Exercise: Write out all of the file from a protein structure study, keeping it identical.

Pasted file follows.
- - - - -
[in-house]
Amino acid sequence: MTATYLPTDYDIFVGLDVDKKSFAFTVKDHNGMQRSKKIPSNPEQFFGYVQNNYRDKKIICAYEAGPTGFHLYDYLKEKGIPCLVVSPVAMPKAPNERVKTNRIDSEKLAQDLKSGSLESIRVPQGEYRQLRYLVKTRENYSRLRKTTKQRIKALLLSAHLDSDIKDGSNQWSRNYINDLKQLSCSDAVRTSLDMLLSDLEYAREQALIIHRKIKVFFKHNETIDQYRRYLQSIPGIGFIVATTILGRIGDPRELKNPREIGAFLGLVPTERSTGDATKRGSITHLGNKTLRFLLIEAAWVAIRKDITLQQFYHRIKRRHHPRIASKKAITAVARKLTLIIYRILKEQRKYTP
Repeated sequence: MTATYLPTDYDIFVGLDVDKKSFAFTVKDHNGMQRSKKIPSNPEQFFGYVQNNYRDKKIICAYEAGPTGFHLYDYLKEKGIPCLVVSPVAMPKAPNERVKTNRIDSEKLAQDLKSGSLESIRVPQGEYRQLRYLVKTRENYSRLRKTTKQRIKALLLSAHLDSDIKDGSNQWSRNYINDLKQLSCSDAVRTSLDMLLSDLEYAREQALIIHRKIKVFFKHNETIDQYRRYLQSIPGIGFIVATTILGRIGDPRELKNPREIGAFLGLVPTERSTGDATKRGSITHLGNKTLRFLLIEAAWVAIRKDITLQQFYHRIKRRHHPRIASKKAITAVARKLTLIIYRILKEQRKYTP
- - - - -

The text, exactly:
[in-house]
Amino acid sequence: MTATYLPTDYDIFVGLDVDKKSFAFTVKDHNGMQRSKKIPSNPEQFFGYVQNNYRDKKIICAYEAGPTGFHLYDYLKEKGIPCLVVSPVAMPKAPNERVKTNRIDSEKLAQDLKSGSLESIRVPQGEYRQLRYLVKTRENYSRLRKTTKQRIKALLLSAHLDSDIKDGSNQWSRNYINDLKQLSCSDAVRTSLDMLLSDLEYAREQALIIHRKIKVFFKHNETIDQYRRYLQSIPGIGFIVATTILGRIGDPRELKNPREIGAFLGLVPTERSTGDATKRGSITHLGNKTLRFLLIEAAWVAIRKDITLQQFYHRIKRRHHPRIASKKAITAVARKLTLIIYRILKEQRKYTP
Repeated sequence: MTATYLPTDYDIFVGLDVDKKSFAFTVKDHNGMQRSKKIPSNPEQFFGYVQNNYRDKKIICAYEAGPTGFHLYDYLKEKGIPCLVVSPVAMPKAPNERVKTNRIDSEKLAQDLKSGSLESIRVPQGEYRQLRYLVKTRENYSRLRKTTKQRIKALLLSAHLDSDIKDGSNQWSRNYINDLKQLSCSDAVRTSLDMLLSDLEYAREQALIIHRKIKVFFKHNETIDQYRRYLQSIPGIGFIVATTILGRIGDPRELKNPREIGAFLGLVPTERSTGDATKRGSITHLGNKTLRFLLIEAAWVAIRKDITLQQFYHRIKRRHHPRIASKKAITAVARKLTLIIYRILKEQRKYTP